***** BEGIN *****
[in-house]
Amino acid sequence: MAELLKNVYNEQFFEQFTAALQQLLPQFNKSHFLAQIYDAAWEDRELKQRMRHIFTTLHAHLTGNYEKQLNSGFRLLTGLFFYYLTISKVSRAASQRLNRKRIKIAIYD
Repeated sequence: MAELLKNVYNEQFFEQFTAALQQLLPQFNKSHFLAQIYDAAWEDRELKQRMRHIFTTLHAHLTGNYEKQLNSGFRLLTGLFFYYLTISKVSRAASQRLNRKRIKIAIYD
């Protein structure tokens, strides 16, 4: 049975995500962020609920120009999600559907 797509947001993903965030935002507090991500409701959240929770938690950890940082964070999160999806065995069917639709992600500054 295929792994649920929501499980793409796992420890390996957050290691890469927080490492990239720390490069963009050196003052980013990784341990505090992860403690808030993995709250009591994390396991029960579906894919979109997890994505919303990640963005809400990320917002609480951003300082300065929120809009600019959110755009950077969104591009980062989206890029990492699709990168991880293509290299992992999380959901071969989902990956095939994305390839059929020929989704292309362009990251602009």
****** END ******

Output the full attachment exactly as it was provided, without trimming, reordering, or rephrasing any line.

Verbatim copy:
[in-house]
Amino acid sequence: MAELLKNVYNEQFFEQFTAALQQLLPQFNKSHFLAQIYDAAWEDRELKQRMRHIFTTLHAHLTGNYEKQLNSGFRLLTGLFFYYLTISKVSRAASQRLNRKRIKIAIYD
Repeated sequence: MAELLKNVYNEQFFEQFTAALQQLLPQFNKSHFLAQIYDAAWEDRELKQRMRHIFTTLHAHLTGNYEKQLNSGFRLLTGLFFYYLTISKVSRAASQRLNRKRIKIAIYD
């Protein structure tokens, strides 16, 4: 049975995500962020609920120009999600559907 797509947001993903965030935002507090991500409701959240929770938690950890940082964070999160999806065995069917639709992600500054 295929792994649920929501499980793409796992420890390996957050290691890469927080490492990239720390490069963009050196003052980013990784341990505090992860403690808030993995709250009591994390396991029960579906894919979109997890994505919303990640963005809400990320917002609480951003300082300065929120809009600019959110755009950077969104591009980062989206890029990492699709990168991880293509290299992992999380959901071969989902990956095939994305390839059929020929989704292309362009990251602009």